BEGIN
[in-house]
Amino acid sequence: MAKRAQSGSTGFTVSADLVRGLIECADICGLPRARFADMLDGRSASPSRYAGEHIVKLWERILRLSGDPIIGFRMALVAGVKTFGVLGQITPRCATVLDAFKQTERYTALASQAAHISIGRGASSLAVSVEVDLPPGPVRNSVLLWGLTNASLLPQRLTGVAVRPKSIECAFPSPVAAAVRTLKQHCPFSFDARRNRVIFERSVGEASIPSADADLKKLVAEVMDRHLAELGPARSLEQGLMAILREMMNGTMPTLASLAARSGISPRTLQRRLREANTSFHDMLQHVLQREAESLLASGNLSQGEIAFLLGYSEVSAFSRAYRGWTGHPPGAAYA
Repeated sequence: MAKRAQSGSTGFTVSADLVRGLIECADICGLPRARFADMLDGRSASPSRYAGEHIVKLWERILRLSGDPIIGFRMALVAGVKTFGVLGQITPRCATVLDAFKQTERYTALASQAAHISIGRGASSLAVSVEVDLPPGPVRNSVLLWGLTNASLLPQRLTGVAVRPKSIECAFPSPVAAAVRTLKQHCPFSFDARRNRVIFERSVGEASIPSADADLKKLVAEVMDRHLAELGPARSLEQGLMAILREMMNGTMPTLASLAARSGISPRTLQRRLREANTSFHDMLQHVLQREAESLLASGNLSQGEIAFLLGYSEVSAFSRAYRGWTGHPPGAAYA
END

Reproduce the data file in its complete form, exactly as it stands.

[in-house]
Amino acid sequence: MAKRAQSGSTGFTVSADLVRGLIECADICGLPRARFADMLDGRSASPSRYAGEHIVKLWERILRLSGDPIIGFRMALVAGVKTFGVLGQITPRCATVLDAFKQTERYTALASQAAHISIGRGASSLAVSVEVDLPPGPVRNSVLLWGLTNASLLPQRLTGVAVRPKSIECAFPSPVAAAVRTLKQHCPFSFDARRNRVIFERSVGEASIPSADADLKKLVAEVMDRHLAELGPARSLEQGLMAILREMMNGTMPTLASLAARSGISPRTLQRRLREANTSFHDMLQHVLQREAESLLASGNLSQGEIAFLLGYSEVSAFSRAYRGWTGHPPGAAYA
Repeated sequence: MAKRAQSGSTGFTVSADLVRGLIECADICGLPRARFADMLDGRSASPSRYAGEHIVKLWERILRLSGDPIIGFRMALVAGVKTFGVLGQITPRCATVLDAFKQTERYTALASQAAHISIGRGASSLAVSVEVDLPPGPVRNSVLLWGLTNASLLPQRLTGVAVRPKSIECAFPSPVAAAVRTLKQHCPFSFDARRNRVIFERSVGEASIPSADADLKKLVAEVMDRHLAELGPARSLEQGLMAILREMMNGTMPTLASLAARSGISPRTLQRRLREANTSFHDMLQHVLQREAESLLASGNLSQGEIAFLLGYSEVSAFSRAYRGWTGHPPGAAYA